Explosions rocked two Russian military airbases hundreds of miles from the border with Ukraine on Monday, according to local officials and state media.
The unexplained explosions were reported at bases involved in launching attacks on Ukraine just hours before the latest barrage of Russian airstrikes forced residents of the capital, Kyiv, and towns across the country to shelter as the sirens sounded.
Power and water outages were felt from Sumy in the northeast to Odessa in the southwest while at least two people were killed in the southern city of Zaporizhzhia, said Kyrylo Tymoshenko, deputy chief from the president’s office, in a Telegram message.
Moscow has always denied targeting civilians, but while such strikes have become an increasingly common feature of Kremlin warfare, explosions deep within Russia are more unusual.
Early on Monday, several explosions occurred at the Engels airbase near the southwestern Russian city of Saratov, local media reported, as residents heard a loud bang.
Russian authorities said they were investigating media reports of the explosions at the base. It is home to the Tu-95 and Tu-160 nuclear-capable strategic bombers that have been involved in strikes against Ukraine, according to the Associated Press.
“There are reports of a strong explosion and an early morning flash in Engels spreading through social networks and the media,” Saratov Governor Roman Busargin said in a message on Telegram. “There is no reason to worry. Not a single object of civilian infrastructure was damaged,” he said.
Separately, a tanker exploded at an airfield near the western Russian city of Ryazan, a spokesman for the emergency services was quoted by the official RIA Novosti news agency as saying. At least three soldiers were killed and three others injured, and a plane was also damaged, they said.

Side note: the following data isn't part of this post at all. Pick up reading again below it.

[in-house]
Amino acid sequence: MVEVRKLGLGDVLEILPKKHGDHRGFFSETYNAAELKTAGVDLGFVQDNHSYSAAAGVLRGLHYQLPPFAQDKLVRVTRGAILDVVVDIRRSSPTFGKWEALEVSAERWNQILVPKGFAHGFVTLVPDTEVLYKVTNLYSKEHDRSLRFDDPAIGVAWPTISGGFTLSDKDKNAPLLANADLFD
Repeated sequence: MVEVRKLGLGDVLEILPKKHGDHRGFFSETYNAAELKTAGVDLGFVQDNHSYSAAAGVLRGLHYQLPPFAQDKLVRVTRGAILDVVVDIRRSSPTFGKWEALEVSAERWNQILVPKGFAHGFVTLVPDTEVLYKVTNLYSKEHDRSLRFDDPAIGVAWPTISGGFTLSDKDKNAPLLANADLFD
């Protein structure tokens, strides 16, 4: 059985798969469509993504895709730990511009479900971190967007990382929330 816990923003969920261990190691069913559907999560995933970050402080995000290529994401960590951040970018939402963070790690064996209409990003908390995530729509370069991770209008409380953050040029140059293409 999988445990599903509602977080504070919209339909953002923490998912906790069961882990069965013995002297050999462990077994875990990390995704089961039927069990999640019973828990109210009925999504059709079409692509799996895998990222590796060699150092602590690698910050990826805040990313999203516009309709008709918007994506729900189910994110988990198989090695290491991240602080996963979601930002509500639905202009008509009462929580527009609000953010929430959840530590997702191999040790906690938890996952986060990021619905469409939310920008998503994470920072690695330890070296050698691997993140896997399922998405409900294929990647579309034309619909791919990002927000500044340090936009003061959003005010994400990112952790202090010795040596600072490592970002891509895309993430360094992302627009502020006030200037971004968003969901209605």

The base houses long-range flight tankers that are used to refuel bombers in the air, according to the AP.
Ryazan officials did not comment on the explosion and NBC News did not verify the reports.
The origin of the blasts is unclear, with Kremlin spokesman Dmitry Peskov saying only that President Vladimir Putin “regularly receives information” when asked about the blasts in his daily press appeal.
Although Ukraine has not taken responsibility, officials made vague references in social media posts that hinted the incident could potentially signal a new ability for Kyiv to strike deep within Russia. . Both airbases are located more than 300 miles from the border.
“The Earth is round – discovery made by Galileo. Astronomy was not studied in the Kremlin, giving preference to court astrologers. If so, they would know: if something is thrown into the airspace of other countries, sooner or later unknown flying objects will return to the starting point,” presidential adviser Mykhaylo Podolyak said in a statement. Tweeter.
“Engels Airfield is one of the most important bases of the Russian Air Force,” Ukrainian Interior Ministry adviser Anton Gerashchenko said in a statement. Tweeter. “Two strategic bomber regiments are stationed here, which are part of Russia’s aerial nuclear deterrent tactics,” he said.
Moscow has lost more than 60 planes since the start of the war on February 24, the British Ministry of Defense announced in its statement on Monday. information updateadding that air missions had fallen from 300 a day in March to just a few dozen a day.
In a separate space Tweeterhe also said Ukraine had regained control of more than half of its territory captured by Russia since February.
Analysts said it was unclear whether the new wave of Russian strikes were in any way retaliation for the explosions at airbases.
“They’re going to attack the country as much as possible,” Rajan Menon, director of Defense Priorities, a Washington-based think tank, told NBC News on a call from Kyiv. “If it hadn’t been for the strike on the base, they would have found other reasons to do it,” he said.
Artem Grudinin contributed.